Piercing Safety: Do You Know the Risks?
Piercings – for some, they are a rite of passage. For others, they are a bold form of self-expression.
Whether you are getting your ears pierced for the first time or you are a recurring client looking for something edgier, it is vital to find reputable piercers who make your safety a priority.
In most cases, piercings are safe and should not be excruciatingly painful. (We can’t lie. Some discomfort is inevitable when you are breaking skin). However, there are risks that you should be aware of when considering a new piercing.
Infections are the most common complication with any piercing, especially on body parts more prone to bacteria, such as the nose and mouth. In rare cases, serious diseases such as hepatitis or HIV can be transferred from unsterile equipment and jewelry. In addition, poorly performed piercings can damage the pierced area.
Although some pain, redness, and swelling is associated with piercings as part of the healing process, bad piercings can cause pain, itching, swelling, and redness that is more severe than what is considered normal. In any of these cases, it is important to contact a medical professional.
To avoid all of these complications so that you can have a safe and beautiful piercing, your piercing studio should be as clean and orderly as a doctor’s office. You would stay away from a doctor who ignores safety regulations that protect patients from getting sick and you should choose a piercing studio that operates with the same high standards.
Here are a few tips to make sure your piercer is keeping you safe:
- Choose a qualified piercer.
Qualified piercers should be able to display their knowledge, competency, and experience. A good piercer will give you a full consultation that explains the process, the potential risks, healing and aftercare steps. You can find piercers near you that adhere to the rules and guidelines of the Association of Professional Piercers here.
- Take note of the overall cleanliness of the studio.
From the moment you walk in the door, the piercing studio, equipment, and jewelry should appear clean. Equipment and jewelry for sale should be handled with care by professionals only, not customers. You can ask to watch your piercer prep for your piercing: sterilizing your equipment, washing their hands, putting on fresh gloves, and avoiding contact with anything that has not been sterilized once the gloves are on.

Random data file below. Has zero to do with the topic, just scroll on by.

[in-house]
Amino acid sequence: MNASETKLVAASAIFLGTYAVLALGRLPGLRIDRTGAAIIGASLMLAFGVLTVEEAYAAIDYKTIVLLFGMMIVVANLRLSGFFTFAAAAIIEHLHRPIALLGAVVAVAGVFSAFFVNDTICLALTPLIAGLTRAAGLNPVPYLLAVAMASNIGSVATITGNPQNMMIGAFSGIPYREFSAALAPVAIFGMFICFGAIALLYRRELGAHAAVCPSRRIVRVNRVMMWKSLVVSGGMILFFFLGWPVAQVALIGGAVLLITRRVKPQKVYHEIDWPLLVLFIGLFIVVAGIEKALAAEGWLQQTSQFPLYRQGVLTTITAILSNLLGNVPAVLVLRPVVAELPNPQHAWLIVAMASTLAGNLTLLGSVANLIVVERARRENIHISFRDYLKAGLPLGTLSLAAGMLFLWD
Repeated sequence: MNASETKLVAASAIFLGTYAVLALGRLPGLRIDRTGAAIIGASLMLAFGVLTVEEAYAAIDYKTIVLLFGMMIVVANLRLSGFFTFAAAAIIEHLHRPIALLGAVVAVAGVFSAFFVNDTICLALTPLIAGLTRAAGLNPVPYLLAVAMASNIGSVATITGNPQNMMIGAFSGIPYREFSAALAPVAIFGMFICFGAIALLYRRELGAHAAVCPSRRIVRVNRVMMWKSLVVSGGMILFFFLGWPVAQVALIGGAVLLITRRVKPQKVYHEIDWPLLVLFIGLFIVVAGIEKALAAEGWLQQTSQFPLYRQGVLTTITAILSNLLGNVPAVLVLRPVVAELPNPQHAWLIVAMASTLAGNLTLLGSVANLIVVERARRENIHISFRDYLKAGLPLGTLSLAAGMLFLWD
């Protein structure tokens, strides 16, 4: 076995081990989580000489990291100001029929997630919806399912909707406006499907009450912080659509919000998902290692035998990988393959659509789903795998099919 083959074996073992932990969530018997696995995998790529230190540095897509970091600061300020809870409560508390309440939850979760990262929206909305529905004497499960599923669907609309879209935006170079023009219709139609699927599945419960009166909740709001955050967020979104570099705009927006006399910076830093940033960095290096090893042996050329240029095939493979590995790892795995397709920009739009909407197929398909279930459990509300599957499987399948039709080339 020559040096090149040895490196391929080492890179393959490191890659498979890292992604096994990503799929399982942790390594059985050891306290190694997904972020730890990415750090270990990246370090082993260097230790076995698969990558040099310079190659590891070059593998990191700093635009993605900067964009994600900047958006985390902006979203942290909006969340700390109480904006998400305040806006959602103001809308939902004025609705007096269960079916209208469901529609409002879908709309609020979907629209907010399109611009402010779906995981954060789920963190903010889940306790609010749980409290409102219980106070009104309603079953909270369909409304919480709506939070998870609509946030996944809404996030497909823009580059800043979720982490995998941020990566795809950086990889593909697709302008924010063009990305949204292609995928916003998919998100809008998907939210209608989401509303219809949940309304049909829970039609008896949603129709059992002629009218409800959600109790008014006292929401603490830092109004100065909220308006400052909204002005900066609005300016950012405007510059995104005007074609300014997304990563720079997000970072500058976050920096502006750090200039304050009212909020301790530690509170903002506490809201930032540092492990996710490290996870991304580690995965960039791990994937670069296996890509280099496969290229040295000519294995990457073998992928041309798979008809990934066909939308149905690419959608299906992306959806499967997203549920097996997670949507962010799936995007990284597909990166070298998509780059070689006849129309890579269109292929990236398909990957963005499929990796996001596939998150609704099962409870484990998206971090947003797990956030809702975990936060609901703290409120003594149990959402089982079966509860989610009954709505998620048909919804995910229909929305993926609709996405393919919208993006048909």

- Is everything separate?
To avoid cross-contamination, a piercing studio should have separate stations for waiting, sterilizing, piercing, and retail. It may seem like common sense, but never trust a piercer that uses the public bathroom as a place to clean and sterilize equipment. There should be a separate station for sterilizing equipment and jewelry that is not open for public use, a clean room for piercing clients, and a retail area where customers can purchase jewelry.
- One client, one needle rule.
A piercer should never use the same needle on more than one client, even if it was cleaned and sterilized between uses. Each needle should be discarded into a clearly marked bin, often marked “Biohazard,” similar to those in a doctor’s office. In addition, piercing guns are often difficult to sterilize. In general, they are not the recommended method for piercing.
- Keep up with policies.
Your piercer should be up-to-date with current policies and best practices in the industry, especially in regards to safety inspections, following age minimums and parent consent forms, and aftercare methods. Your piercer must always request photo ID and a parent consent form for minors and their guardians. Studio employees should not recommend the purchase of any harsh cleaners, alcohols, or other harmful products that could irritate your new piercing. This is likely a way for the studio to make money from unnecessary products.
- Go with your gut.
If the piercer or studio does not seem 100 percent right to you, don’t risk it.
Ear, face, and body jewelry should be a fun, beautiful, and safe form of self-expression. No one should have to worry about suffering through unsafe or painful conditions for a piercing. Clients and parents of young clients should take note of these red flags when considering a new piercing, so that they can avoid complications and enjoy their beautiful new jewelry.
Photo credit: MandoBarista